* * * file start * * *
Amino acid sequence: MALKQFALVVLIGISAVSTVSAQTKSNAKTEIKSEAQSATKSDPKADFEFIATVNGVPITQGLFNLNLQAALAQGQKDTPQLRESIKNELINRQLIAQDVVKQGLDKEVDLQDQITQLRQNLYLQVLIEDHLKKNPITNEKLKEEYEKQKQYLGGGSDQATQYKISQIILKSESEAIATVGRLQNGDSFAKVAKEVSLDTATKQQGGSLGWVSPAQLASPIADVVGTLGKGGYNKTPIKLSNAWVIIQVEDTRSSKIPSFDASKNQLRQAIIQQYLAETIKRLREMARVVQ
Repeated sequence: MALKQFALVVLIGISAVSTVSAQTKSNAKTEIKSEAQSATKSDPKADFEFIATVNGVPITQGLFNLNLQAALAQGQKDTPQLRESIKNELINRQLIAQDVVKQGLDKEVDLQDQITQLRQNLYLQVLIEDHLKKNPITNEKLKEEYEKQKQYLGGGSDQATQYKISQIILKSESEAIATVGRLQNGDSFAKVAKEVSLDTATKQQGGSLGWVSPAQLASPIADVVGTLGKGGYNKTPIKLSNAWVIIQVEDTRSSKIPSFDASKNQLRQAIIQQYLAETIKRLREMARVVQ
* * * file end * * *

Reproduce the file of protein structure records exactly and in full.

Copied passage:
Amino acid sequence: MALKQFALVVLIGISAVSTVSAQTKSNAKTEIKSEAQSATKSDPKADFEFIATVNGVPITQGLFNLNLQAALAQGQKDTPQLRESIKNELINRQLIAQDVVKQGLDKEVDLQDQITQLRQNLYLQVLIEDHLKKNPITNEKLKEEYEKQKQYLGGGSDQATQYKISQIILKSESEAIATVGRLQNGDSFAKVAKEVSLDTATKQQGGSLGWVSPAQLASPIADVVGTLGKGGYNKTPIKLSNAWVIIQVEDTRSSKIPSFDASKNQLRQAIIQQYLAETIKRLREMARVVQ
Repeated sequence: MALKQFALVVLIGISAVSTVSAQTKSNAKTEIKSEAQSATKSDPKADFEFIATVNGVPITQGLFNLNLQAALAQGQKDTPQLRESIKNELINRQLIAQDVVKQGLDKEVDLQDQITQLRQNLYLQVLIEDHLKKNPITNEKLKEEYEKQKQYLGGGSDQATQYKISQIILKSESEAIATVGRLQNGDSFAKVAKEVSLDTATKQQGGSLGWVSPAQLASPIADVVGTLGKGGYNKTPIKLSNAWVIIQVEDTRSSKIPSFDASKNQLRQAIIQQYLAETIKRLREMARVVQ